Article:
It also needs approval to hike its prepared food and beverage taxes to raise nearly $144 million for the Panthers, mostly for a stadium renovation.
For some Republicans, that could be a lot to ask for.
Were not big government folks, says Rep. Jason Saine, a Lincoln County Republican and UNC Charlotte graduate. Were not a blank credit card.
One, theres not a lot of cash laying around. And secondly, youve got folks governing who think less government is better government.
Foxx says because the city can no longer grow its tax base simply through annexation, projects such as the streetcar can spur economic growth in parts of the city that havent experienced it.
Were trying to anticipate future challenges and deal with them now as opposed to waiting for them to mount, he says. Thats a matter of communication and reaching out to (legislators) and thats what were doing.
Air traffic control
The effort to take control of the airport out of the citys hands came as a surprise to city officials. Not until last week did Rucho and Rep. Bill Brawley, a Matthews Republican, publicly acknowledge that they plan to introduce legislation creating an airport authority.
As a city department, run by an aviation director who reports to the city manager, Charlotte Douglas has grown into one of the busiest airports in the country. An authority would transfer control to an independent board not subject to city oversight.
City officials oppose any transfer. But supporters, who include some business leaders, say it would be in the long-term interest of the airport.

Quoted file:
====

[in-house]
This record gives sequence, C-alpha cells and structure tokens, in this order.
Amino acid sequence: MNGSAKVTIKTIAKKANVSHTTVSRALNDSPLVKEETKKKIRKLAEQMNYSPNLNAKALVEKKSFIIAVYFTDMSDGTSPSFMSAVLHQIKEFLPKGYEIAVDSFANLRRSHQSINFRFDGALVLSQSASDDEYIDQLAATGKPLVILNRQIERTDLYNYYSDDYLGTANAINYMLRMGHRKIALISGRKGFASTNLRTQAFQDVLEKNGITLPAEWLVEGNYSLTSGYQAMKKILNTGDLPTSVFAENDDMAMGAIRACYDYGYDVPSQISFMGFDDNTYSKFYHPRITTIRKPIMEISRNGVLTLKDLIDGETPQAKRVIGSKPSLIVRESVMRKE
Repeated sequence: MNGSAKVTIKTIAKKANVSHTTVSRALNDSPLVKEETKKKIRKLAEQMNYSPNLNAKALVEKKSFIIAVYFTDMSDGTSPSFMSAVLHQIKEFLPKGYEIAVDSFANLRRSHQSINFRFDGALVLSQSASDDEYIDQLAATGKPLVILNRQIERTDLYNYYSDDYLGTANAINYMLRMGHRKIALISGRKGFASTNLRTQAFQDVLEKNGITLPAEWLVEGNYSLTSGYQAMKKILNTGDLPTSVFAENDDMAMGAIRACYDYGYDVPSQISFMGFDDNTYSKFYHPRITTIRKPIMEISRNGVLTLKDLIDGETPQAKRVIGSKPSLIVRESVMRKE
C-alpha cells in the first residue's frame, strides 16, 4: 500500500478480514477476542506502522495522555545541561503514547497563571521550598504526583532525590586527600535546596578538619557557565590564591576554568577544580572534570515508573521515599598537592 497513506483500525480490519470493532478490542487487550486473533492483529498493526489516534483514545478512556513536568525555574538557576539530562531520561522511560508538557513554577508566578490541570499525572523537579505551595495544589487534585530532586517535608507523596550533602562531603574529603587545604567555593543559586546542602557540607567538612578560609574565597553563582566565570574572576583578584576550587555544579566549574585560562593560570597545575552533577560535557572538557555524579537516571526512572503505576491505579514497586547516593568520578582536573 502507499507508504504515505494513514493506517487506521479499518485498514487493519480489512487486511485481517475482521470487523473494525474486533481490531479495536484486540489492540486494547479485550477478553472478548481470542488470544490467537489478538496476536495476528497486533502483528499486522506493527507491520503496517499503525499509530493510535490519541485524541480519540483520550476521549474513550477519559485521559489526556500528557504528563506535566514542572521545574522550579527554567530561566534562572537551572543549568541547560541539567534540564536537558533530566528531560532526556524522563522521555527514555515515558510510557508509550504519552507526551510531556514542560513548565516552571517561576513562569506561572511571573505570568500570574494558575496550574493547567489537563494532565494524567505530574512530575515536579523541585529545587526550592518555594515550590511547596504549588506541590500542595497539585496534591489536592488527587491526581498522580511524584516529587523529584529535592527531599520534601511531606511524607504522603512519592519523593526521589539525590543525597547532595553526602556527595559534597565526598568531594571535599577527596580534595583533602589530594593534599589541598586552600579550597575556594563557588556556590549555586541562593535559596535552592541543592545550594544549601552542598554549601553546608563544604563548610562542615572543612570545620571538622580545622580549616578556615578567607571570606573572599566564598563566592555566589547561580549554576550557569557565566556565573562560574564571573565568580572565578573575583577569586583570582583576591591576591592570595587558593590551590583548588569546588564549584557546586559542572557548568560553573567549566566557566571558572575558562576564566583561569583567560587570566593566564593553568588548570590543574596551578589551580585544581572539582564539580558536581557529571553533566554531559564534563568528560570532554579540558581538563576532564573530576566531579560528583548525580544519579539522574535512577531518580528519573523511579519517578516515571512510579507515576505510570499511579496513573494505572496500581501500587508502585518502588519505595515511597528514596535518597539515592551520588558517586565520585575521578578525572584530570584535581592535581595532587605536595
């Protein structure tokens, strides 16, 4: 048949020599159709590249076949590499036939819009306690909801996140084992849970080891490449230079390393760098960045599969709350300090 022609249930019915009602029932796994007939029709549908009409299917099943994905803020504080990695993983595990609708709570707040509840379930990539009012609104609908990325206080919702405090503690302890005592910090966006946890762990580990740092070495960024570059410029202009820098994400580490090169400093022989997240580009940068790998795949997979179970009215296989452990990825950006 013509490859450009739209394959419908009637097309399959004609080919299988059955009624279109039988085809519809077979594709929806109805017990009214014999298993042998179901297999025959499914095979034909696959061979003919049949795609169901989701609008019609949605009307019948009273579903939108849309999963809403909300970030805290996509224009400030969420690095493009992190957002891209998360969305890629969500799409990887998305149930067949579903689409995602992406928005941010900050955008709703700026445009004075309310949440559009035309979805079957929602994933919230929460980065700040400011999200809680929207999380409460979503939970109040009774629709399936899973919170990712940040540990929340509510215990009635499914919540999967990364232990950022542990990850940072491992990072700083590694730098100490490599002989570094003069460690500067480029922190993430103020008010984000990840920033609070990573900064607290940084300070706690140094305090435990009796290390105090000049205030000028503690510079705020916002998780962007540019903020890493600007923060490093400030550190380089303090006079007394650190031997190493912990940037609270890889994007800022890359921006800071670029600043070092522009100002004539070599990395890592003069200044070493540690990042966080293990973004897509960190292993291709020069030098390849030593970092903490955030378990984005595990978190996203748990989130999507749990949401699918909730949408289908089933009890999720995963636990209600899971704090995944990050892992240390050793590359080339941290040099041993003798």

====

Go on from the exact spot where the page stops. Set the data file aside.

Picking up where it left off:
We want to be sure that proper leadership and proper management is in place to get the highest benefit for the region and for Charlotte, Rucho said. Thats what this is all about.
The political reality
For the stadium upgrade and other costs, the Panthers are asking the state for $62 million and investing $96 million themselves. The city decided Friday to contribute nearly $144 million, but will have to ask tax-averse Republican lawmakers to support a local tax increase.
House Speaker Thom Tillis has reportedly told team officials the state is unlikely to make a direct appropriation. Rucho said theres a simple reason.
All I can say is that things are not like they were five, 10 years ago, he said. Times are tougher. Weve got a number of issues that just force us to prioritize our spending.
For the rail line, the citys request for millions of state dollars comes as the mayor tries to spend $119 million in local money for a streetcar.
Critics say lawmakers could be reluctant to give transit money to a city that can afford a streetcar, regardless of who pays for it.
All Im telling (the city) is that if they build a streetcar, it makes it harder to pass a budget with the Blue Line Extension in it, says Brawley. I need 55 Republicans who dont receive city transit money to pass (it)
I need for the mayor to understand the political reality.
Sen. Malcolm Graham, a Charlotte Democrat who heads the countys legislative delegation, says the streetcar, which would be funded by the city, shouldnt be an issue to legislators. The city, he says, is big enough to play in different sandboxes at the same time.
Since the issue flared, hes spoken to both McCrory and Foxx.
We have to make their relationship work because the issues are so important, he says. I think everybody understands that.